Friends -- I've talked a lot about firends and alzheimr's. How it was difficult for some of my friends after I was first diagnosed. Many just walked away. Some have retured and others have not. That's o.k. I'm meeting new friends and at this stage of my life I'm kind of surprised by that. You usully think of friends as being those life long friends from elementary, high school or college. But since I've been out of school for so long and live far away from my home town, I suppose its only right that my friends are somewhat local and easy to find time to visit with. My new friends intrigue me because some are much younger and some I have met by happenstance.

It saddens me that several of my friendships I thought were pretty solid have gone by the wayside. I've tried to reach out to them on numerous occasions with no response. I would really like to know what happeneed. If I did something wrong I want to apologize even if the friendship is beyond repair. I want to know because I don't want to make the same mistake with others. It's o.k. if they don't want to be friends any longer -- I'd just like to know why. The thing that probably gets to me the most is I didn't see it coming. Sometimes you do. Sometimes you just drift apart. I didn't realize there was a problem with these friends. I hope some day I'll know and I hope in some way some of these people will work themselves back into my life -- before I can't remember them.

Major meltdown -- A few weeks ago I was out at our local Target store. I hadn't been in there for awhile and it looked as if they were in the middle of a makeover. At first it didn't bother me, but after about fifteen minutes in the store and a cart half full -- I started to panic. I didn't know where things were, everything looked different and I just got disoriented. I literally froze in place. I knew I needed some help. My husband was out playing tennis so I couldn't call him. I checked my phone for my one number dialing and everyone on there didn't live in Athens (I have since changed my dialing numbers). Finally someone who knew me walked by and realized I was having some problems. I just needed to get out of the building and she helped me. I haven't been back since. After telling this story to several people they all asked me the same thing. When you are traveling and go into a store that is unfamiliar to you how does that affect you? My answer probably doesn't make a lot of sense to them -- but usually I am with someone and I'm not expecting merchandise to be in a certain place or on a certain shelf. The things that catch me off guard seems to be a trigger point for me.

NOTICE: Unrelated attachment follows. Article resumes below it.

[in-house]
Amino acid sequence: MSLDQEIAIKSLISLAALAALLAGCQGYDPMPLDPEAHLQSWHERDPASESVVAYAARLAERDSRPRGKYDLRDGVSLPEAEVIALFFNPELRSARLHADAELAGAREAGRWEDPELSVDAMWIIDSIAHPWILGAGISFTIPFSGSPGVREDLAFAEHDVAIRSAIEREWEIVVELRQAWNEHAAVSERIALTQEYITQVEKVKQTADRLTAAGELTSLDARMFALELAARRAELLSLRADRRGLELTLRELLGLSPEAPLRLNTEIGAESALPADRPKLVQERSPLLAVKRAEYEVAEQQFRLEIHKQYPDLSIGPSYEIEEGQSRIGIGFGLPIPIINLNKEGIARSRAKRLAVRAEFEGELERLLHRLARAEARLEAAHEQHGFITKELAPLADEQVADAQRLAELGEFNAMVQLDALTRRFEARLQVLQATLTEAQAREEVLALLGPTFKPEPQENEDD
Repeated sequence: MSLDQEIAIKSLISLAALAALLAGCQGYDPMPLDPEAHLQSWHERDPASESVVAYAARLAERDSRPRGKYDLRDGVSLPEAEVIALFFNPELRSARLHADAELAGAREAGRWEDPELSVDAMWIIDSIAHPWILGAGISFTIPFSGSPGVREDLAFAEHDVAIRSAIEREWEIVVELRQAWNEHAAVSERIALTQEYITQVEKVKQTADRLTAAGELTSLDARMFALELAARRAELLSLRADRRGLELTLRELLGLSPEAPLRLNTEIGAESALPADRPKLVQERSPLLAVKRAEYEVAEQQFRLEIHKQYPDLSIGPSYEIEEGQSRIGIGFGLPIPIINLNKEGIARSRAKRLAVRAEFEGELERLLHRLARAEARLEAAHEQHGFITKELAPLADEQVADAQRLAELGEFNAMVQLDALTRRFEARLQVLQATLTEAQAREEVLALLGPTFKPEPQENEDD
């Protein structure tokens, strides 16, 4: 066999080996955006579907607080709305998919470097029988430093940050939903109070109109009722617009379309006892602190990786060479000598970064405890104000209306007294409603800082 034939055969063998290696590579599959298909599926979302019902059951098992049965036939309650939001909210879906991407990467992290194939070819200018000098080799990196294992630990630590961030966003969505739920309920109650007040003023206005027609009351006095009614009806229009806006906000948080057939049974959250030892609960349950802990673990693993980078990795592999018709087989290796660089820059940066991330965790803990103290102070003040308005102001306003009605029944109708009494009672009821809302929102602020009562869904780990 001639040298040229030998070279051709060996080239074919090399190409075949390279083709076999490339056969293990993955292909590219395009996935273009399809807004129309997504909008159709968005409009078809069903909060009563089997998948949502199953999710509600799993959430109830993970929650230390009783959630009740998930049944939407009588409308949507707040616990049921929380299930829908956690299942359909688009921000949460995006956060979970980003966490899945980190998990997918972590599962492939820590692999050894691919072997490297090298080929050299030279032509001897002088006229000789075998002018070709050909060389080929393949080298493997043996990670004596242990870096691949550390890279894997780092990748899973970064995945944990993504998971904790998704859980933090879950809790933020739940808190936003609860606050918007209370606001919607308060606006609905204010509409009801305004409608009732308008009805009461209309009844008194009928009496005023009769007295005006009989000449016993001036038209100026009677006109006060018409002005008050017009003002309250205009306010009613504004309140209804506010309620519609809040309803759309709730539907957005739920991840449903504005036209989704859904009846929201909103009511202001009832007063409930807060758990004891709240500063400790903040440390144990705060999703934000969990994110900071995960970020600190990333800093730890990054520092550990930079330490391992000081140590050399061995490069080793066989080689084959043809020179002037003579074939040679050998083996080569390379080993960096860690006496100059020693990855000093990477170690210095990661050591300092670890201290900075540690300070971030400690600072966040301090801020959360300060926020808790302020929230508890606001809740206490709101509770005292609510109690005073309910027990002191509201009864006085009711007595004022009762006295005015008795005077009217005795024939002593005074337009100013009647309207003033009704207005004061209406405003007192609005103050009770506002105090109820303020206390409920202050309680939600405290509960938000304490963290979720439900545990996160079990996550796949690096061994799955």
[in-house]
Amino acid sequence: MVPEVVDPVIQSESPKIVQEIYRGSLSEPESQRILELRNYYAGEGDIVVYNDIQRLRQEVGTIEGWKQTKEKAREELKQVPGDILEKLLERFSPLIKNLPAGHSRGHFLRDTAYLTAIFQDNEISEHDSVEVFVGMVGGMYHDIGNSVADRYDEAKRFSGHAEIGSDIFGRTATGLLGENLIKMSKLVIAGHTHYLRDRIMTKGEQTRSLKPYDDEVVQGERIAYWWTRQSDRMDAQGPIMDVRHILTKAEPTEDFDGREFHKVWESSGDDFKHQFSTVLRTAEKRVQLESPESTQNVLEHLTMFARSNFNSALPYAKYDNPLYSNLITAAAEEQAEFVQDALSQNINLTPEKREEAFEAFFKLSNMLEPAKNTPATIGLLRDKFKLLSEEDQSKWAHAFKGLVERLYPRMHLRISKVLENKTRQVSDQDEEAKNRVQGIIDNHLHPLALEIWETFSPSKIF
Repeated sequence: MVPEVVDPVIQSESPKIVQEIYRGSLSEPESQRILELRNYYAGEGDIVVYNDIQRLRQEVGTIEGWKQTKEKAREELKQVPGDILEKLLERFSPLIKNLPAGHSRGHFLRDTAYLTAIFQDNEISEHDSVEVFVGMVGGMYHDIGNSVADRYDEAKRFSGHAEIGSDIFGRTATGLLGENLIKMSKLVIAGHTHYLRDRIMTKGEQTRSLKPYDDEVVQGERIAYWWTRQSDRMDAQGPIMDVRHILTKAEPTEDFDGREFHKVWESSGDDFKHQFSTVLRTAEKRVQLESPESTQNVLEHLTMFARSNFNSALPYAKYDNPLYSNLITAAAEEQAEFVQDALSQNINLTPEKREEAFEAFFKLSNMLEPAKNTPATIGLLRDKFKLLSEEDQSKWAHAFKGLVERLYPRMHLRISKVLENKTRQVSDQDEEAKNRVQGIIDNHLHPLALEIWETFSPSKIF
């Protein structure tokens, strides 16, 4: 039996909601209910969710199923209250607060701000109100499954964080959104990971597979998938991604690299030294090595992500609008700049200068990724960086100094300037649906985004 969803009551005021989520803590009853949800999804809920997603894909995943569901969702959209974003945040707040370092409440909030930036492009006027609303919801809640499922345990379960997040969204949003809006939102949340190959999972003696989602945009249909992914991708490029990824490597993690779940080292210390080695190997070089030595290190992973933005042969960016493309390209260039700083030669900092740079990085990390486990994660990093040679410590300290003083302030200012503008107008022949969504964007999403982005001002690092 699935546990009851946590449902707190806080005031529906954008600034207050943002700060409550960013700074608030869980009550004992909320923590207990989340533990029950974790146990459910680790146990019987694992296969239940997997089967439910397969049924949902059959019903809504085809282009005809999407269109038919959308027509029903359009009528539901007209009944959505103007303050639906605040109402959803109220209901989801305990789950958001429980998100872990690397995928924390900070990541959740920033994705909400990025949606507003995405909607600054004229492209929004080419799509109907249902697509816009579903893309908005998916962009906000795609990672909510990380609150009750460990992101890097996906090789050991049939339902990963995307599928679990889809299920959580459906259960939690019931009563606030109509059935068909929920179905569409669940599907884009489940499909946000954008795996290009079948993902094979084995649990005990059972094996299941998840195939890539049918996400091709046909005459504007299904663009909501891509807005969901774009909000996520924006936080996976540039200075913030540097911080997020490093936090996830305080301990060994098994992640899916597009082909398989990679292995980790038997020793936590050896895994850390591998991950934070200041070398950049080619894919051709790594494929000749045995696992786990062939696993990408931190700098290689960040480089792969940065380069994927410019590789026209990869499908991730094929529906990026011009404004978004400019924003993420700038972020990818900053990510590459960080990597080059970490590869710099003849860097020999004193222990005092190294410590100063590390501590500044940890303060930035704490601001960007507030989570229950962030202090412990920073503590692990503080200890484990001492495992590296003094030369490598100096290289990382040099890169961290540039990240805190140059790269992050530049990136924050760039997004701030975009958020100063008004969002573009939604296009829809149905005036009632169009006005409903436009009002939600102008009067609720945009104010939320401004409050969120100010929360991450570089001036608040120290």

Money -- You would think by now I would just stop trying to make change. But every now and then I try to test myself on it -- it's simple right? A few days ago I was buying something and it came to a total of $26.10. It took me awhile to get the $26 counted out. I was so proud of myself. Then came the $.10. Although I could hear the clerk tell me I was ten cents short, I couldn't physically take the dime out of my wallet. I knew what I was suppose to do -- but the whole process couldn't make it from my brain to my fingers. This is just so frustrating -- I need to just stop testing myself. By the way -- I asked the clerk if he minded just taking the dime out of my wallet. Yes, he looked at me pretty strange and he did it....but hey....welcome to my world.